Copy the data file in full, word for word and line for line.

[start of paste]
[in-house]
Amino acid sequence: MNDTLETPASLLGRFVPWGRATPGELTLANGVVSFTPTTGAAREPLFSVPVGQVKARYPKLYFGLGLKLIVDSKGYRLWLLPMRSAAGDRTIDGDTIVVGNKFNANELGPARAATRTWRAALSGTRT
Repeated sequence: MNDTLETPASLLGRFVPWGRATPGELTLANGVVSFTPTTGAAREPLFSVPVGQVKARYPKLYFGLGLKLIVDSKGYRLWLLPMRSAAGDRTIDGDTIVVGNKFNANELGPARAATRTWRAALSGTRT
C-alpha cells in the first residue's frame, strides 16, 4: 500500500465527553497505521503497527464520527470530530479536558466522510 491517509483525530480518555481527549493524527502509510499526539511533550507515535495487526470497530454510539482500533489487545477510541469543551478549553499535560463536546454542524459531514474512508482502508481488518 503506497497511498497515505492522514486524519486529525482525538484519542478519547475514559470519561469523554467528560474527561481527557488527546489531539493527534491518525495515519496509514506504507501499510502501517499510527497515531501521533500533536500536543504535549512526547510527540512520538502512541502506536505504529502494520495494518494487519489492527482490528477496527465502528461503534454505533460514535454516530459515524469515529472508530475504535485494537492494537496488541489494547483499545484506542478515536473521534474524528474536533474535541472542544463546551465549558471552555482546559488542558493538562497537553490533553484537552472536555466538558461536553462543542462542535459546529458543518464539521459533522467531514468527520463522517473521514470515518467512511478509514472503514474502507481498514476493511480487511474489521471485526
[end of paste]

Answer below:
[in-house]
Amino acid sequence: MNDTLETPASLLGRFVPWGRATPGELTLANGVVSFTPTTGAAREPLFSVPVGQVKARYPKLYFGLGLKLIVDSKGYRLWLLPMRSAAGDRTIDGDTIVVGNKFNANELGPARAATRTWRAALSGTRT
Repeated sequence: MNDTLETPASLLGRFVPWGRATPGELTLANGVVSFTPTTGAAREPLFSVPVGQVKARYPKLYFGLGLKLIVDSKGYRLWLLPMRSAAGDRTIDGDTIVVGNKFNANELGPARAATRTWRAALSGTRT
C-alpha cells in the first residue's frame, strides 16, 4: 500500500465527553497505521503497527464520527470530530479536558466522510 491517509483525530480518555481527549493524527502509510499526539511533550507515535495487526470497530454510539482500533489487545477510541469543551478549553499535560463536546454542524459531514474512508482502508481488518 503506497497511498497515505492522514486524519486529525482525538484519542478519547475514559470519561469523554467528560474527561481527557488527546489531539493527534491518525495515519496509514506504507501499510502501517499510527497515531501521533500533536500536543504535549512526547510527540512520538502512541502506536505504529502494520495494518494487519489492527482490528477496527465502528461503534454505533460514535454516530459515524469515529472508530475504535485494537492494537496488541489494547483499545484506542478515536473521534474524528474536533474535541472542544463546551465549558471552555482546559488542558493538562497537553490533553484537552472536555466538558461536553462543542462542535459546529458543518464539521459533522467531514468527520463522517473521514470515518467512511478509514472503514474502507481498514476493511480487511474489521471485526